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How Jordan Klepper Found Answers to Gun Violence In ‘The Bachelor,’ Quiet Moderates and His Own Facebook Feed

The host of "Jordan Klepper Solves Guns" salutes individuals who give him hope for the future, and reveals the lessons he'll bring to his new Comedy Central show.

Matt Salacuse

When Jordan Klepper signed on for a day embedded with a Georgia militia group, he was expecting to find answers to solving the problem of gun violence in America. What he got — at least at first — was a quick workout.

“It’s a fascinating experience to be a fly on the wall of a day of militia training. Something that we didn’t realize is that you forget how long a day it is. We arrived and did calisthenics for the first 30 minutes and it was just guys getting their heart rate going,” Klepper said in an interview with IndieWire.

It’s just one example of how Klepper and a team of writers uncovered some unexpected results over the six months that spent researching America’s complicated relationship to firearms. The result is “Jordan Klepper Solves Guns,” a one-hour special premiering Sunday night on Comedy Central.

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“Guns are such a wide-ranging topic,” Klepper said. “Are you talking about mass shooting? Are you talking about guns used in domestic violence? Are you talking about guns used by sportsmen? Are you talking about urban violence? I think what we kept coming back to was the debate around guns is the thing that gets so muddy and confusing.”

That search for one policy answer that unites all sides of this issue is the natural evolution of the kind of field pieces that Klepper’s routinely done on “The Daily Show.” But Klepper explained that the extra time meant that he could really work to fashion a character-based version of himself that examined the way that people enter this debate as much as what happens when it starts.

“With this, we wanted to have fun with this blowhard who sees himself as this righteous lefty, but who doesn’t know quite everything that he’s playing with. You feel this guy who really wants to solve the world’s problems, but doesn’t have all the tools. I love playing around with that kind of comedy,” Klepper said.

Aside from the show’s runtime, Klepper explained how filming a portion of the special in his home state of Michigan led to recruiting some help from an unlikely source: his own cousin, Pete.

“We started talking about these people who are in our families who might have different political leanings Is it possible to change their mind about some of these topics? Well, mine’s Pete. Pete is my cousin, who I love and who’s a Republican and posts pictures of himself hunting and will talk about Trump. We thought, ‘Theoretically, what would it take for a guy like me to change somebody like Pete’s mind when you talk about guns?’” Klepper said.

Eventually, that theoretical scenario led to the special’s most surreal, unconventional segment: a faithfully reconstructed parody of “The Bachelor,” with Klepper on a pursuit for a moderate that might help him find a solution to curbing gun-related deaths in America.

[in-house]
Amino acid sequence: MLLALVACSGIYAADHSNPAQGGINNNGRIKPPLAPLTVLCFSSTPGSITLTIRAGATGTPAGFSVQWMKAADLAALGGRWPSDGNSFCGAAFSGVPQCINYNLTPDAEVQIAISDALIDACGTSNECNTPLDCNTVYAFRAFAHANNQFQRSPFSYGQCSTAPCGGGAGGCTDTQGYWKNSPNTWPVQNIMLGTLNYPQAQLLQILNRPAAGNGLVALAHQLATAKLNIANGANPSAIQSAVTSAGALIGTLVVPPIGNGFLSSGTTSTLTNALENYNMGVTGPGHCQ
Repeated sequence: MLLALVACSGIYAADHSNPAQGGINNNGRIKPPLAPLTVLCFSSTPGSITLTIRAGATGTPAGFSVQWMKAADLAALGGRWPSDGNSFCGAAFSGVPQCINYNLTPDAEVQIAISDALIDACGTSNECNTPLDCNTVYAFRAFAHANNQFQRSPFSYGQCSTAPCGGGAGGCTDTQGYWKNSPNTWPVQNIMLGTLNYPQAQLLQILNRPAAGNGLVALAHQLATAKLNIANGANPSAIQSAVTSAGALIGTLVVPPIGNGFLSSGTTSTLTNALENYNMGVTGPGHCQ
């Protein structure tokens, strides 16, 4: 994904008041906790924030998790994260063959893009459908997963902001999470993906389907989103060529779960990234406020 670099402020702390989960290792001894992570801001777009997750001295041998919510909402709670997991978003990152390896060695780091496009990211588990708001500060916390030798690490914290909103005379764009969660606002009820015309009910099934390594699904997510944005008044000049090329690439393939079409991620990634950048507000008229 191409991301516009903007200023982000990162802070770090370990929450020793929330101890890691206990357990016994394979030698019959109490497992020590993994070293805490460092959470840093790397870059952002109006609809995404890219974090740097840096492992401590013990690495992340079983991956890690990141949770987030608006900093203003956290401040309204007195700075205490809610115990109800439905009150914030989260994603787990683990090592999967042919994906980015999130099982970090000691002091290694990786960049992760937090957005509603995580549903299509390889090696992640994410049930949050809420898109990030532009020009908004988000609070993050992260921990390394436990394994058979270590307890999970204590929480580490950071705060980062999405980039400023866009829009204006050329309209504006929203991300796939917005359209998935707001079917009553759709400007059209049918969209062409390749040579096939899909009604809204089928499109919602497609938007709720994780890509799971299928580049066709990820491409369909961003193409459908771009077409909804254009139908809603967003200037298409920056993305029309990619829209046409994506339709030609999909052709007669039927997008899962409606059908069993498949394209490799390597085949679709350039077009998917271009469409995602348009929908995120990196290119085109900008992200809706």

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“We needed to come up with a functional way to show moderate thoughtful points of view, but to sensationalize those where the joke is on us. That’s what ‘The Bachelor’ does. They functionally take people from the middle of the country, they add this layer of competition onto it and they sensationalize it so America eats it up on television. We were like, ‘Bingo! That’s exactly what we need to do here,’” Klepper said.

What began as a comedic way to get an audience to better understand the mindset of those stuck in the middle of an ongoing political tug-of-war ended up having just as much effect on those people making the special as it did its subjects.

“What we started to find in our research phase and as we talked to people is — lo and behold — it was our minds that really started to soften and become much more moderate and even at times, farther to the right than we expected. We’ll take this character and lead him headfirst, thinking it’s going to be an easy answer, but in real life it’s a little bit more complicated.” Klepper said.

In a gun debate painted in media and entertainment as an impossibly divisive issue, “Jordan Klepper Solves Guns” shows that there’s far more common ground than many viewers might assume. Part of that uniting force is the work being done by organizations working to provide a peaceful, productive alternative to violence happening in communities across the country. The special has a companion website highlighting the groups working to provide pragmatic solutions nationwide.

“After being in the weeds for six months talking about the gun issue, it really was heartwarming to see people who were like, ‘Yeah, fuck the politics of it all. It’s messed up. But I’m doing something.’ I think as we stumbled on these people who really were doing something and making a dent, even if they weren’t solving the whole issue, they were at least moving forward. There’s a little ray of hope that’s out there,” Klepper said.

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As for his future plans, when talking about his impending solo show that will serve as the nightly follow-up to “The Daily Show” when it premieres in the fall, Klepper’s character side slipped out one last time.

“What becomes very clear is that I’m good at solving things,” Klepper said. “I promised Comedy Central, ‘If you give me a show, I’m going to solve all the world’s problems.’ So as long as they keep me on the air for six months, I think that’s a sure thing.”

“Jordan Klepper Solves Guns” premieres Sunday, June 11 at 10:00 p.m.

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